This week I read Isaiah 40 and marveled at the wonderful promise that comes at the end of the chapter. As I read it, I want you to notice that the promise of strength for the weary is based squarely on who God is: “Do you not know? Have you not heard? The LORD is the everlasting God, the Creator of the ends of the earth. He will not grow tired or weary, and his understanding no one can fathom. He gives strength to the weary and increases the power of the weak. Even youths grow tired and weary, and young men stumble and fall; but those who hope in the LORD will renew their strength. They will soar on wings like eagles; they will run and not grow weary, they will walk and not be faint” (Isaiah 40:28-31). I love those two questions at the beginning: “Do you not know? Have you not heard?” Isaiah is asking, “Don’t you know your own God?” I know who he is: He’s the Father Almighty. That’s the God I believe in.

“I Win No Matter What!”

When you know the Father Almighty, you have strength and courage to face the worst life can throw your way. This week I received an e-mail from a man in Pennsylvania who read my book, The God You Can Trust. This is what he has to say:

As I write this I am suffering from Stage 4 Liver Cancer. I found out 3 weeks ago and at the present it is inoperable. I start chemo next week in Pittsburgh, PA. I am 45 years old and it comes at the best time in our lives. We have 5 children and 3 grandchildren, everything was perfect till this. Don’t get me wrong I am not feeling sorry for myself, just the opposite. I believe that it had to be the worst so that the miracle will be the greatest. I win no matter what! Without chemo they say I have 6 months, with chemo, 2 years. The Love of Family and friends is overwhelming, I am being prayed for all over the U.S. as we speak. … God is in control, God is in charge of how everything turns out, God makes no mistakes, And God has our best interest at heart. I know cause He told me so … Love Rusty!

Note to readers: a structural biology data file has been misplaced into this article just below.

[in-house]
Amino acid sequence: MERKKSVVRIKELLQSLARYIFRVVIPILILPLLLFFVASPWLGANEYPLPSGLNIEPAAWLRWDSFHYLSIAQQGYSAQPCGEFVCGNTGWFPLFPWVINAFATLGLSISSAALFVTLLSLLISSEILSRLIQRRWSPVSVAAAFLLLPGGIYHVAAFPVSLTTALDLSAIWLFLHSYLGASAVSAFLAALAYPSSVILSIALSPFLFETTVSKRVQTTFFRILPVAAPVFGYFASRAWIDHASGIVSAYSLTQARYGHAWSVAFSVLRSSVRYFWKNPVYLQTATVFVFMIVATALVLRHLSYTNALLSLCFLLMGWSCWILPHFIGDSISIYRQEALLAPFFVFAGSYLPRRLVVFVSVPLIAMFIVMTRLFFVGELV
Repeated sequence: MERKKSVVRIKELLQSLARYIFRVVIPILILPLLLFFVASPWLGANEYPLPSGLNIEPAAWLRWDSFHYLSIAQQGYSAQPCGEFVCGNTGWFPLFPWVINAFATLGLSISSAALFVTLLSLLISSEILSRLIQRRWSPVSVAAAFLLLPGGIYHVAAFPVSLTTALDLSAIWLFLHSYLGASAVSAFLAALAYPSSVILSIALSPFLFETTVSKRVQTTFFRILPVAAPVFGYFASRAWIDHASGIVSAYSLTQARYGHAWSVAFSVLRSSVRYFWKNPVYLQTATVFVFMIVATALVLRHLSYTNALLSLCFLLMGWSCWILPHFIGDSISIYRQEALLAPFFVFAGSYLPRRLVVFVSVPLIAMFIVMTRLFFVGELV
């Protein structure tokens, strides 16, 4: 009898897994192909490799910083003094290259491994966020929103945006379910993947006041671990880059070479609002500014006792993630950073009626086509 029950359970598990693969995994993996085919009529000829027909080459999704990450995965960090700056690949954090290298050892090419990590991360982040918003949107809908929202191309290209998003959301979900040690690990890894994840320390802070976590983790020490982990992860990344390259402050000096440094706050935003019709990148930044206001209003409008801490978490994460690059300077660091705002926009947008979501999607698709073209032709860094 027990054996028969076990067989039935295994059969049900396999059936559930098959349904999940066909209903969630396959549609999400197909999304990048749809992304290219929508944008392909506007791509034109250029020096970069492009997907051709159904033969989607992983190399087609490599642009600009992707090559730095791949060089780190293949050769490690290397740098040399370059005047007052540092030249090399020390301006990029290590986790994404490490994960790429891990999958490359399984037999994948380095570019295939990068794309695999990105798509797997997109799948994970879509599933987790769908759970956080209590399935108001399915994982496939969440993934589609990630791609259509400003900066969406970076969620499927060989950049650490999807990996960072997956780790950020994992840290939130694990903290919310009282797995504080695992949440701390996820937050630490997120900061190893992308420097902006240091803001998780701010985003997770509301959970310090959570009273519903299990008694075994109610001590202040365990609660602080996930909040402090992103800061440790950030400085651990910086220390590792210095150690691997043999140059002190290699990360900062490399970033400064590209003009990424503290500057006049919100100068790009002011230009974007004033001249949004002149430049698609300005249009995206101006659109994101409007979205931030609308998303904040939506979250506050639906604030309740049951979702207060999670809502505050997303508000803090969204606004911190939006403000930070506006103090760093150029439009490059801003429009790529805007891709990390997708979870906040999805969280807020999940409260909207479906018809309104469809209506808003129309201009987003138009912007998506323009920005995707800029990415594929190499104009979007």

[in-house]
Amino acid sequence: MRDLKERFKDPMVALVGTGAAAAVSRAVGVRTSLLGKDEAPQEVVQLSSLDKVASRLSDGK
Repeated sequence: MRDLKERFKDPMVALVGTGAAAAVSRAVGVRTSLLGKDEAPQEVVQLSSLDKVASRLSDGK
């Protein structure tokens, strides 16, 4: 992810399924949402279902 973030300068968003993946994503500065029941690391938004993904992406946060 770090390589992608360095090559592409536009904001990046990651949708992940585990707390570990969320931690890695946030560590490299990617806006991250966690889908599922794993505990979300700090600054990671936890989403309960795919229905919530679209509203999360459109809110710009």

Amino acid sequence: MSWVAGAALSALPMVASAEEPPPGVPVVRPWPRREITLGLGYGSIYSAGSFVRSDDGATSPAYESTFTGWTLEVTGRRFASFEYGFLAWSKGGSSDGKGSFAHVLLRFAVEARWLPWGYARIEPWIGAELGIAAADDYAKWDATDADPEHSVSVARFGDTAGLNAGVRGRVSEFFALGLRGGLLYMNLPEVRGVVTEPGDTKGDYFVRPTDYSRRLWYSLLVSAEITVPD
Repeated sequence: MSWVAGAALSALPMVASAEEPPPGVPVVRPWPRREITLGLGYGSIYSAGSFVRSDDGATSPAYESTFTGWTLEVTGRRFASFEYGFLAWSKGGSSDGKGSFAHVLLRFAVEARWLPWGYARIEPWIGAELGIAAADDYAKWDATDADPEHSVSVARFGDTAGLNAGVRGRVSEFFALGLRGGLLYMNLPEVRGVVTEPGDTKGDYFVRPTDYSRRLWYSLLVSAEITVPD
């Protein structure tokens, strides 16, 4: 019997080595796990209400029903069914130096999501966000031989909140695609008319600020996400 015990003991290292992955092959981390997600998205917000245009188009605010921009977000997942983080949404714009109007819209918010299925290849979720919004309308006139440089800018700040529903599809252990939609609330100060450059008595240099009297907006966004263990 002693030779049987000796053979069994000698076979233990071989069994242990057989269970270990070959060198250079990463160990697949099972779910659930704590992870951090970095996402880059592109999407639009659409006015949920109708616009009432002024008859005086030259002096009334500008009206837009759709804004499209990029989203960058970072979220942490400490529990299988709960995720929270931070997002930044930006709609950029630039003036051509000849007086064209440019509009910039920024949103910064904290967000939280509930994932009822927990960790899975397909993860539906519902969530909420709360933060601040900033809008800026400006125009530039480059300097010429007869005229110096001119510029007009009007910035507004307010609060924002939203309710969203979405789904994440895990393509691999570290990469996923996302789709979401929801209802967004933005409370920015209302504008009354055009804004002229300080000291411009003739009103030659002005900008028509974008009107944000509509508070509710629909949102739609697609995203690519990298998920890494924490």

That’s a remarkable note in many ways. I love this sentence: “I win no matter what.” Only a man who believes in the “Father Almighty” can talk like that.

There is another way to put it together:

Father means he is the God who cares for me.

Almighty means he can do whatever needs to be done for me.

This week as I thought about all this, I began to work on completing this sentence: If I truly believed in God the Father Almighty, I would __________________. How would you fill in that blank? I think I know my answer. I would trust him more and I would complain less. I would smile more and frown less. I would stop trying to play God and I would let God be God in my life. I would be quicker to forgive and slower to get angry. I would risk more because I am secure in his love. I would be quicker to share Christ and less worried about what others think of me. I would say “Your will be done” and I would mean it because my Father is not my enemy. I would pray more and pout less. I would enjoy what I already have, knowing that if I truly needed something else, my Father in heaven would give it to me.

Do you not know? Have you not heard? This is our God—the Father Almighty. Put your trust in him. Amen.

Do you have any thoughts or questions about this post?